“Of course it was a huge mistake,” Diego Forlan says. “As soon as Barcelona said he was for sale, I knew it was a mistake.”
Forlan goes back a long way with Luis Suarez, to 2007 when he set up Suarez’s first goal for Uruguay and to 2013, when Suarez set up Forlan’s last.
“I was the old one when he started so he was always coming to me and asking questions,” Forlan tells AFP. “Now it’s the other way round.”
They spoke last summer when Barcelona decided in the wake of the 8-2 mauling by Bayern Munich that Suarez would be let go, not sold but released, and not to a team far away but to Atletico Madrid.
“All I know is it wasn’t about his performances on the pitch,” said Forlan.
“I messaged him and said, ‘listen you’re not the first and you won’t be the last. You have to keep being yourself. You don’t have to prove anything to anyone so just keep doing it at Atletico Madrid.’
“But when you get punished for something you didn’t do, when you’re still in great shape, playing well, of course your aim is going to be to show that you can still perform.”
Suarez has played like proving them wrong is everything, his 16 goals filling Atletico’s goalscoring gap and propelling them to the top of La Liga.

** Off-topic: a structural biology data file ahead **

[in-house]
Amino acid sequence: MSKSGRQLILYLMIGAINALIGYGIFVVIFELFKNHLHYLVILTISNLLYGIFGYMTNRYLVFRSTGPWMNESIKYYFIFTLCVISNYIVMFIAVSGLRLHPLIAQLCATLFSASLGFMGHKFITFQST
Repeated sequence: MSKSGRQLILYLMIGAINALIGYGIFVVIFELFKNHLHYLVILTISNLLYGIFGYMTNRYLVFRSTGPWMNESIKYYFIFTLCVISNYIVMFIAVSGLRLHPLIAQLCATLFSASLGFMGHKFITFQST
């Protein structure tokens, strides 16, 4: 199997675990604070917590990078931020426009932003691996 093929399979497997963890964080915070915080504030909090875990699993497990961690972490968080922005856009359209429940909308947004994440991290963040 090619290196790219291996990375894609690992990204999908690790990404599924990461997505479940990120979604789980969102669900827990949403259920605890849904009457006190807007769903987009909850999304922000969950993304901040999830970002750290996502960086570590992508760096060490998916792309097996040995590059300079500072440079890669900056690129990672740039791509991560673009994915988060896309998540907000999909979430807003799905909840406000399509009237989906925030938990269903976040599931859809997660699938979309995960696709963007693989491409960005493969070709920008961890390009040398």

On Sunday, they face Real Madrid, who are five points behind having played a game more, and who have scoring problems of their own, this weekend without the injured Karim Benzema, and more generally, since Cristiano Ronaldo left in 2018.
“Barcelona are missing Luis, it’s like when Cristiano Ronaldo left Real Madrid,” Forlan says.
“It was not just Cristiano Ronaldo leaving, one of the best players in the history of football. It is 50 goals leaving as well.
“So if you sell a player like Ronaldo or Suarez, you have to replace them with two players and then there’s risk because they have to adapt.
“As soon as Cristiano left it was never going to be easy for Real Madrid and for Barcelona now it’s the same.”